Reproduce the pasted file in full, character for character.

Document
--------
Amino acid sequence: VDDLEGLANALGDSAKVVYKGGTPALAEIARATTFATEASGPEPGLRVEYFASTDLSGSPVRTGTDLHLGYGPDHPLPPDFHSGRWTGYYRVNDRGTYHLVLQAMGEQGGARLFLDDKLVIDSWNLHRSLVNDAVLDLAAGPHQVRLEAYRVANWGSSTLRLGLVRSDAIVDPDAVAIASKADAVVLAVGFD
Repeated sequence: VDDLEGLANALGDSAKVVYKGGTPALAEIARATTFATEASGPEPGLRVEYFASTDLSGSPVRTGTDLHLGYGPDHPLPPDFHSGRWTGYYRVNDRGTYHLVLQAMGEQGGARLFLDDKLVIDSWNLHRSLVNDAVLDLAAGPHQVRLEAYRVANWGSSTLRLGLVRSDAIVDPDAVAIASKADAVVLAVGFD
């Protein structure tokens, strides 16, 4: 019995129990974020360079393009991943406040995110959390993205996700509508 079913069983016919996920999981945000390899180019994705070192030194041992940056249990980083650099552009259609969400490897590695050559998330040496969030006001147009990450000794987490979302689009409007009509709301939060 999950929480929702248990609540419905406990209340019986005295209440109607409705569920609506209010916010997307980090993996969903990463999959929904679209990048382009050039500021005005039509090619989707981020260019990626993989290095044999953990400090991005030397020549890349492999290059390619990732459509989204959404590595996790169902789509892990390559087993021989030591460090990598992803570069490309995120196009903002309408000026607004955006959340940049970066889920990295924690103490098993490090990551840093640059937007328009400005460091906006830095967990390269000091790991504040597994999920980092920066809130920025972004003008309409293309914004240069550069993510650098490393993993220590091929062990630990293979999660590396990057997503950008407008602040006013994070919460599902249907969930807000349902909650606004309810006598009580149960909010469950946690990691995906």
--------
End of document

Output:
Amino acid sequence: VDDLEGLANALGDSAKVVYKGGTPALAEIARATTFATEASGPEPGLRVEYFASTDLSGSPVRTGTDLHLGYGPDHPLPPDFHSGRWTGYYRVNDRGTYHLVLQAMGEQGGARLFLDDKLVIDSWNLHRSLVNDAVLDLAAGPHQVRLEAYRVANWGSSTLRLGLVRSDAIVDPDAVAIASKADAVVLAVGFD
Repeated sequence: VDDLEGLANALGDSAKVVYKGGTPALAEIARATTFATEASGPEPGLRVEYFASTDLSGSPVRTGTDLHLGYGPDHPLPPDFHSGRWTGYYRVNDRGTYHLVLQAMGEQGGARLFLDDKLVIDSWNLHRSLVNDAVLDLAAGPHQVRLEAYRVANWGSSTLRLGLVRSDAIVDPDAVAIASKADAVVLAVGFD
């Protein structure tokens, strides 16, 4: 019995129990974020360079393009991943406040995110959390993205996700509508 079913069983016919996920999981945000390899180019994705070192030194041992940056249990980083650099552009259609969400490897590695050559998330040496969030006001147009990450000794987490979302689009409007009509709301939060 999950929480929702248990609540419905406990209340019986005295209440109607409705569920609506209010916010997307980090993996969903990463999959929904679209990048382009050039500021005005039509090619989707981020260019990626993989290095044999953990400090991005030397020549890349492999290059390619990732459509989204959404590595996790169902789509892990390559087993021989030591460090990598992803570069490309995120196009903002309408000026607004955006959340940049970066889920990295924690103490098993490090990551840093640059937007328009400005460091906006830095967990390269000091790991504040597994999920980092920066809130920025972004003008309409293309914004240069550069993510650098490393993993220590091929062990630990293979999660590396990057997503950008407008602040006013994070919460599902249907969930807000349902909650606004309810006598009580149960909010469950946690990691995906």